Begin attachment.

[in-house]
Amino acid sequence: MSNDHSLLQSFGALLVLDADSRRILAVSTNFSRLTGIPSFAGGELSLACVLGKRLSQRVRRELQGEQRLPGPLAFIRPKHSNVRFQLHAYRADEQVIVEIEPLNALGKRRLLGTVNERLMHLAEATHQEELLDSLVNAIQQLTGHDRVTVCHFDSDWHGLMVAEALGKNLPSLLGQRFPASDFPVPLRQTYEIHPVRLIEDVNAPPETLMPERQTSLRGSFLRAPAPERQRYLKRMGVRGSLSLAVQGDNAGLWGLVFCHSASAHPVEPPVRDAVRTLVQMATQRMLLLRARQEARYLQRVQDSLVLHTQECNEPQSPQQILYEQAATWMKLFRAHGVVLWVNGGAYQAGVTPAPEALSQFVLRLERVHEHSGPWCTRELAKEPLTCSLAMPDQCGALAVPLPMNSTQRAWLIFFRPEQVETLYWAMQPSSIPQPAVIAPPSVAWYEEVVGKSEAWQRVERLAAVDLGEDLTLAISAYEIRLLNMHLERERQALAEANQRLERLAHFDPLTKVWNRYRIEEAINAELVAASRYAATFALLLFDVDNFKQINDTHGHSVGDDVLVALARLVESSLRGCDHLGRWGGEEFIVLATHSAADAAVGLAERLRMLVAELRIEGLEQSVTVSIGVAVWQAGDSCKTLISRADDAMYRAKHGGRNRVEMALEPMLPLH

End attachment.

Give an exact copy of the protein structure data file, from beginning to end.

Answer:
[in-house]
Amino acid sequence: MSNDHSLLQSFGALLVLDADSRRILAVSTNFSRLTGIPSFAGGELSLACVLGKRLSQRVRRELQGEQRLPGPLAFIRPKHSNVRFQLHAYRADEQVIVEIEPLNALGKRRLLGTVNERLMHLAEATHQEELLDSLVNAIQQLTGHDRVTVCHFDSDWHGLMVAEALGKNLPSLLGQRFPASDFPVPLRQTYEIHPVRLIEDVNAPPETLMPERQTSLRGSFLRAPAPERQRYLKRMGVRGSLSLAVQGDNAGLWGLVFCHSASAHPVEPPVRDAVRTLVQMATQRMLLLRARQEARYLQRVQDSLVLHTQECNEPQSPQQILYEQAATWMKLFRAHGVVLWVNGGAYQAGVTPAPEALSQFVLRLERVHEHSGPWCTRELAKEPLTCSLAMPDQCGALAVPLPMNSTQRAWLIFFRPEQVETLYWAMQPSSIPQPAVIAPPSVAWYEEVVGKSEAWQRVERLAAVDLGEDLTLAISAYEIRLLNMHLERERQALAEANQRLERLAHFDPLTKVWNRYRIEEAINAELVAASRYAATFALLLFDVDNFKQINDTHGHSVGDDVLVALARLVESSLRGCDHLGRWGGEEFIVLATHSAADAAVGLAERLRMLVAELRIEGLEQSVTVSIGVAVWQAGDSCKTLISRADDAMYRAKHGGRNRVEMALEPMLPLH